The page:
A Digital Solution Tracks Pill Adherence with 98% Accuracy
Researchers at the Brigham and Women’s Hospital in the U.S. have successfully demonstrated the use of a digital solution to track pill adherence to a prophylactic measure against HIV, European Pharmaceutical Review reported.
Men who have sex with men (MSM) and have a history of substance abuse are at greater risk of contracting HIV. Previous clinical trials have recorded lower than average adherence to prophylactic measures in these individuals. Therefore, the researchers investigated if a digital solution could improve adherence to pre-exposure prophylaxis (PreP) regimens.
In the study that consisted of 16 participants, the researchers used specially manufactured capsules that each contained a radio transmitter. The pill was coated in gelatin so that stomach acids could dissolve it and release the transmitter. Once released the transmitter sent out a signal that could be received with a special wearable receiver when placed with three feet of the participant.
The wearable device could not only track the activation of the transmitter but also pair with the participant’s smartphone and send the data to the phone and to healthcare providers. The study was conducted over a 90-day period and the participants returned their unused pills at the end of each month. The researchers verified the accuracy of the reader device by cross-referencing the leftover pills as well as measuring the concentration of tenofovir diphosphate, an active ingredient in the pill.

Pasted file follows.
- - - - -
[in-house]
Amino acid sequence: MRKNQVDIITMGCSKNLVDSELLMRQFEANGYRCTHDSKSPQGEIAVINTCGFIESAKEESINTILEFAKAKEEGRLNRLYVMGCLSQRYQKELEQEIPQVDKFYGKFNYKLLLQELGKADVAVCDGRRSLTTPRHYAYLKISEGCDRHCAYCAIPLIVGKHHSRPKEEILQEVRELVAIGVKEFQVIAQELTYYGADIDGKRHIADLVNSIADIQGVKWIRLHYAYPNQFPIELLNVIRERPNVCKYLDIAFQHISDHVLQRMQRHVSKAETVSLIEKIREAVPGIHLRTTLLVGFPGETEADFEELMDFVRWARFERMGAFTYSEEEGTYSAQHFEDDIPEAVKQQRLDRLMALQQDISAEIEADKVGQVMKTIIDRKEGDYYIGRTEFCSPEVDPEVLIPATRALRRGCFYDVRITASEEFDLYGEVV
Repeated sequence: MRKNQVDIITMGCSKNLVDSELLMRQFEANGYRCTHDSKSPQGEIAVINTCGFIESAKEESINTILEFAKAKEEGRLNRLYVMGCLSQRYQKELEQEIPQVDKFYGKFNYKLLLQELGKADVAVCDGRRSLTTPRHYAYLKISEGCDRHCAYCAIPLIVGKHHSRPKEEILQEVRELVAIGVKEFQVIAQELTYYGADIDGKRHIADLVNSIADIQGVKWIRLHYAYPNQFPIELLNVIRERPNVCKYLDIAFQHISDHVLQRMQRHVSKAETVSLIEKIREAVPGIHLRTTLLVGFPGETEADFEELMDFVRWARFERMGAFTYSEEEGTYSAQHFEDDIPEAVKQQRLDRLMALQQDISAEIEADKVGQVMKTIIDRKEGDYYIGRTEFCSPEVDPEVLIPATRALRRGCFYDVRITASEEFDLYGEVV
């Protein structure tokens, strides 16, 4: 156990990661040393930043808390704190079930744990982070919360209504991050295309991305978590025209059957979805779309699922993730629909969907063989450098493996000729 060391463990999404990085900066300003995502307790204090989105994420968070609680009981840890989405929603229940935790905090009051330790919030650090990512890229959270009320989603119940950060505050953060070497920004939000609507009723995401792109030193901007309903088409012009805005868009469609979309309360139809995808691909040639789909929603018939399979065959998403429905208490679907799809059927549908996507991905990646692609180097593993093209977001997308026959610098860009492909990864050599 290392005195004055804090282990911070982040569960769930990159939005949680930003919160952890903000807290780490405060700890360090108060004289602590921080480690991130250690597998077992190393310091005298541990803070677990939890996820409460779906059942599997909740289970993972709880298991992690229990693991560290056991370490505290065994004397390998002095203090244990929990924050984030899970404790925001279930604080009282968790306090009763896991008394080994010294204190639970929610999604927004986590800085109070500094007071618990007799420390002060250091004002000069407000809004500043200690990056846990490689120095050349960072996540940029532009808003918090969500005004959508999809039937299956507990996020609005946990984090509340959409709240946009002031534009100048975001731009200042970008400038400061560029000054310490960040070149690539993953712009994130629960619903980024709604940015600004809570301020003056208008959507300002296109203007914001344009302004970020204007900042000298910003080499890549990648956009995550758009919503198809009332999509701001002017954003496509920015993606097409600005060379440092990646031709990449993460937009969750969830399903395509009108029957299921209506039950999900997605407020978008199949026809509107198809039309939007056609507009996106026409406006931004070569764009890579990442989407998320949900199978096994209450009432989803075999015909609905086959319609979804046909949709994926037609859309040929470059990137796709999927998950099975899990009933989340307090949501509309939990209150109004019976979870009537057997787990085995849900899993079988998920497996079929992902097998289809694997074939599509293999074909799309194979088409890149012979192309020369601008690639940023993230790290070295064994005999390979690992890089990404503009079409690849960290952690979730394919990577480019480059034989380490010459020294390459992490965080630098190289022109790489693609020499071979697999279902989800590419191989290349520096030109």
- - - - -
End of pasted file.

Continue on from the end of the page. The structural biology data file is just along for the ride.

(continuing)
When used correctly, the reader showed 98 percent accuracy in recording the pill ingestion data. In a survey conducted after the trials were concluded, the participants said that the system was easy to learn and adopt into their daily routines. The pill ingestion confirmation provided by pairing a smartphone also offered them peace of mind.
Dr. Peter Chai, one of the researchers of the study, said that recording the non-adherence patterns could be correlated with changes in participants’ personal lives, structured routines, and substance use behavior. While some users found the wearable device a burden, others found them to be a useful reminder in taking their pills. In the future, researchers plan to use simpler wearable wristbands to monitor drug ingestion.
Limitations of the Study
Among the limitations of the study, Dr. Chai noted that sexual minorities and women were not part of their study that was otherwise accurate and acceptable as per norms of PreP adherence monitoring. The technology used for the study was rather expensive but the costs could be reduced drastically if it was adopted at a large scale, Dr. Chai added.
Even then, the technology is unlikely to be used for regular medications or those with less impact. One could expect them to be adapted to life-saving medications such as those for heart failure, hepatitis, or diabetes.
The study was published in The Journal of Acquired Immune Deficiency Syndromes.
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